Dress Rehearsal Vs. Actual Performance

Updated on November 13, 2011
S.D. asks from Des Moines, IA
10 answers

Hey moms, a while back (possibly even a year or more) someone posted (possibly the ever resourceful Riley J.) about attending a dress rehearsal for events rather than the actual performance. I can't seem to remember who posted it or where to find the info. This seems like an outstanding idea on so many different levels; saving $ (I'm still willing to pay, just less), not disturbing other patrons in the event that the kiddo has a melt down, experiencing theather and hopefully creating a love of the performing arts in our kids. You get the idea....anyway, the question is: how do I go about finding out if that is even an option? Do I call the company that is putting on the performance or the venue where it will take place? Where will I have the most success?
One in particular I'm looking @ is STOMP. I've been to two of their performances & loved it! I really think my kids would like it too but it may be too loud & I'm really not willing to shell out $50.00 a ticket for a 3 & 6 year old to go see it. I'm also interested in local ballet productions but again, for the reasons stated above I think a dress rehearsal would be a better option. Anyway, if you guys know how to find out please share your knowledge :-) Thanks much

What can I do next?

  • Add yourAnswer own comment
  • Ask your own question Add Question
  • Join the Mamapedia community Mamapedia
  • as inappropriate
  • this with your friends

Featured Answers



answers from Washington DC on

When I was little we ALWAYS went to the dress rehersal/tech rehersals for San Francisco Ballet. Just call the theater and ask about it. Be prepared that it IS a rehersal, and they will stop and give direction if things don't go right, so you won't get the seamless feeling of the real performance but it's still very fun.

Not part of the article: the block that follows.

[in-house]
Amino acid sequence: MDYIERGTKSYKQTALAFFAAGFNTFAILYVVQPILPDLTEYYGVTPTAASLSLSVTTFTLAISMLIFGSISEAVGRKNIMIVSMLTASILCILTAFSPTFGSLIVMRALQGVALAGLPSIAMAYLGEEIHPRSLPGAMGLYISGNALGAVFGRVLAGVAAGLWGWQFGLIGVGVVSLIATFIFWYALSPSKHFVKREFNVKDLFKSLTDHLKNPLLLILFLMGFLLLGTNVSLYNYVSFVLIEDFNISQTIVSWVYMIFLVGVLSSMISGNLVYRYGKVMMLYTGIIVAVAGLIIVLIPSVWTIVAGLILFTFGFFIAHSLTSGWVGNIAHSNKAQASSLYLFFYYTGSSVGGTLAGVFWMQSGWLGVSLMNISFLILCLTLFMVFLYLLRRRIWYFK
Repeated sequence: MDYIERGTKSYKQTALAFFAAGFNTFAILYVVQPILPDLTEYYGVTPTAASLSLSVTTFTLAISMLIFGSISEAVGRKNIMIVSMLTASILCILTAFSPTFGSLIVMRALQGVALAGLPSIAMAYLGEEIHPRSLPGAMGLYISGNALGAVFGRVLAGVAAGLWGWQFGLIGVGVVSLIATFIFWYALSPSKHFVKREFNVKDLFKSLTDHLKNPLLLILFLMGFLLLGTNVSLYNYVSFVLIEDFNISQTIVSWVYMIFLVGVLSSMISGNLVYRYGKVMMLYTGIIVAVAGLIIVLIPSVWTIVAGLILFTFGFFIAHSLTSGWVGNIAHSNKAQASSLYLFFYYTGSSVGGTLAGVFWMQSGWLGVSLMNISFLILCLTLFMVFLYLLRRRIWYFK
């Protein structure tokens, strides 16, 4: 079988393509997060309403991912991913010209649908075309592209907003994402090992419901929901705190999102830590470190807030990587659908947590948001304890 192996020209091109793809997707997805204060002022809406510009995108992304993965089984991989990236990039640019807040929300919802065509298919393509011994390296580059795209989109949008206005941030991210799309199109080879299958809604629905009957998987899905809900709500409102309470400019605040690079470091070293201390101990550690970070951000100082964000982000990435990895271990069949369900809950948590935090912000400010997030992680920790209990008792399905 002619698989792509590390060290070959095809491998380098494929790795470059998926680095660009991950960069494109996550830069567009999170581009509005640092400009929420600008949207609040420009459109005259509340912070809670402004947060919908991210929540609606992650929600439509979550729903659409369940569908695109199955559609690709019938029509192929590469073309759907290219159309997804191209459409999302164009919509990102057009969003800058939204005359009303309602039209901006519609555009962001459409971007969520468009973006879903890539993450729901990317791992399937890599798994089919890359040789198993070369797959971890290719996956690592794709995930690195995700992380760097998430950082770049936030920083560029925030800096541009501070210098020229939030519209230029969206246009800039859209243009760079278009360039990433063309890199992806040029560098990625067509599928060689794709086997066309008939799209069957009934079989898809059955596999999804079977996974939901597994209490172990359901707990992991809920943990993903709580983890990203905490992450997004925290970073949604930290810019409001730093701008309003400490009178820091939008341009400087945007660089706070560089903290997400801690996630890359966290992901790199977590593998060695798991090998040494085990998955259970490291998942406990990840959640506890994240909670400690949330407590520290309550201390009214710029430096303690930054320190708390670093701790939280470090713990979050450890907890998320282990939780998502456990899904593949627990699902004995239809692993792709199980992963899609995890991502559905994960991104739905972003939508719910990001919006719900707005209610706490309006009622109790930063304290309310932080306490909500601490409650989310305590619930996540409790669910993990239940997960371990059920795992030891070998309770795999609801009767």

4 moms found this helpful

More Answers



answers from Washington DC on

Three and six year olds? If you want them to see "Stomp," take them instead to shows at a local high school, middle school or dance school that is doing a hip-hop or modern dance recital! Much cheaper and at three and six, frankly, your kids won't know they didn't see "Stomp" (except there likely will be no garbage can lids used for percussion....)

For cost-friendly, kid-friendly performances, dont' look just to professional troupes but turn to your many local dance schools of all types, local drama schools, high school drama departments, local children's theatres (either performances BY children or by adults FOR children) -- they are all out there and are much less expensive than going to "professional" stage shows. Also, when you attend these shows, your money is going to help that school or non-profit local kids' theatre -- and it's much needed at all of them. These groups are very tolerant of kids who might have to be taken out for a time or who have shorter attention spans. If it's dance you want to show your kids, there are surely many, many dance schools in Colorado Springs doing performances all through the year that are open to the public.